‘Suicide Squad 2′ Prepares to Enter Production

While nobody ever expected it wo win over many critics, Suicide Squad epitomized exactly where general and professional audiences differed.  For the most part, critics and fans of the DCEU have agreed about how good the movies have been.  Wonder Woman is probably one of the best movies of the year; Batman v Superman was one of last year’s worst; Man of Steel was a pretty mixed bag.

The one exception to this was Suicide Squad.  Although it was neck-and-neck with Batman v Superman for bad reviews (with most calling it even worse than the superhero slugfest), audiences — or at least a subset of movie-goers — fell in love with it, particularly with Margot Robbie’s spectacular turn of the Joker’s manic henchwoman.  While it made a little less than Batman v Superman at the box office, it did so on a considerably smaller budget with a much more impassioned fan base willing to defend it.

And when it comes to the poorly received DCEU, Warner Bros is happy to take whatever victories it can, even somewhat pyrrhic ones like Suicide Squad.  Even as they wind down plans for other movies in the franchise — cancelling Justice League‘s planned Part 2 and prepping for a franchise-wide reboot with Flashpoint — they pushed ahead with future Suicide Squads.  A direct sequel was immediately greenlit, as was a Harley Quinn solo project presumed to be an adaptation of Gotham City Sirens.

With the increasingly questionable Justice League hitting theaters in less than a month and James Wan’s Aquaman having officially wrapped principle photography, Warner Bros decided to put their money where their mouth is and set a date for Suicide Squad 2 to begin production: March of next year.  That means that by mid 2019 (maybe even as early as late 2018), we’ll have to deal with the follow-up to C-list supervillains shooting Pre-Columbian deities with handguns because… I dunno… reasons?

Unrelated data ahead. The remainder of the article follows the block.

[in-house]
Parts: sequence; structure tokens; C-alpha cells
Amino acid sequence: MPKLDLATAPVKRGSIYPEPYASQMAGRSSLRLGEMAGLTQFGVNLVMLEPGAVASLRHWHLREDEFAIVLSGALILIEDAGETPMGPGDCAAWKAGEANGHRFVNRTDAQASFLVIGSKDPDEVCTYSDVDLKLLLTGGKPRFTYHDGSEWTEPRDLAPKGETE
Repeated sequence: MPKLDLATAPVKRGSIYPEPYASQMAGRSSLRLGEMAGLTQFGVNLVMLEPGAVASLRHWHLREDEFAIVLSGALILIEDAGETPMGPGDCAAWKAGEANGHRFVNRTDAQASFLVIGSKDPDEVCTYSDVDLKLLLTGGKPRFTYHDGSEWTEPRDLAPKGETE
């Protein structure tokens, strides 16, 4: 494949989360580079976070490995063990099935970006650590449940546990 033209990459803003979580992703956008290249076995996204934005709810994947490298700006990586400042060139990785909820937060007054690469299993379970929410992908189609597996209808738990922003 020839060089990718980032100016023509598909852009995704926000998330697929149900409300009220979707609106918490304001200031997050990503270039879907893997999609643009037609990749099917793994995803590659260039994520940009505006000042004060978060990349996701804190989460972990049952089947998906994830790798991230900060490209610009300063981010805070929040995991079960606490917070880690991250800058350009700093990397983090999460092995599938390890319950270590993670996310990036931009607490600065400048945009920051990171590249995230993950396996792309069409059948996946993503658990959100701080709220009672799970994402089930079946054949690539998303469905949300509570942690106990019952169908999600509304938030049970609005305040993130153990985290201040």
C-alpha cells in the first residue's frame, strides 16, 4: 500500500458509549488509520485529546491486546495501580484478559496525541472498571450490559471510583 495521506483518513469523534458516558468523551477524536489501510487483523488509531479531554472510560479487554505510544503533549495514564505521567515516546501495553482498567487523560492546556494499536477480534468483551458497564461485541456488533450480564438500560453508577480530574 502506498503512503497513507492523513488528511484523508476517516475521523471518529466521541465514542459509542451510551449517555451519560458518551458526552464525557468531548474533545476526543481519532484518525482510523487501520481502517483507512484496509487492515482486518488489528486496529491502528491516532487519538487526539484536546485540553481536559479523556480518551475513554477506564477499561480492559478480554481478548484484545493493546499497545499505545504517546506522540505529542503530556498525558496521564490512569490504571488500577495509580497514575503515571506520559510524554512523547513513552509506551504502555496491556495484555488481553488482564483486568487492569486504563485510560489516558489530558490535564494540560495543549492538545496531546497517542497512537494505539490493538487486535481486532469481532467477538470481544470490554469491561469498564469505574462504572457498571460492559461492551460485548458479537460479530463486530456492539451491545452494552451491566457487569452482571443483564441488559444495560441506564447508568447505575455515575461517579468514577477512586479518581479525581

The first Suicide Squad was an appalling dumpster fire of a movie.  Its characters were flat, its plot made all of zero sense, it romanticized an abusive relationship and pit its protagonists against enemies that they were in no way, shape or form suited to take on.  I love the team elsewhere — the animated Batman: Assault on Arkham being a particularly excellent outing for them — but there wasn’t a single redeeming feature about that movie (especially in hindsight).

That’s not to say that the sequel can’t fix this — can’t set them up with a more appropriate villain, develop their characters better and have more fun with the premise — but given Warner Bros’ recent superheroic track record, I seriously doubt that they can manage to do any better than they already are: which is to say, not at all.  I certainly wish them the best of luck with this movie (God knows I want to start liking DC movies again), but I don’t see this franchise doing any better the second time around.

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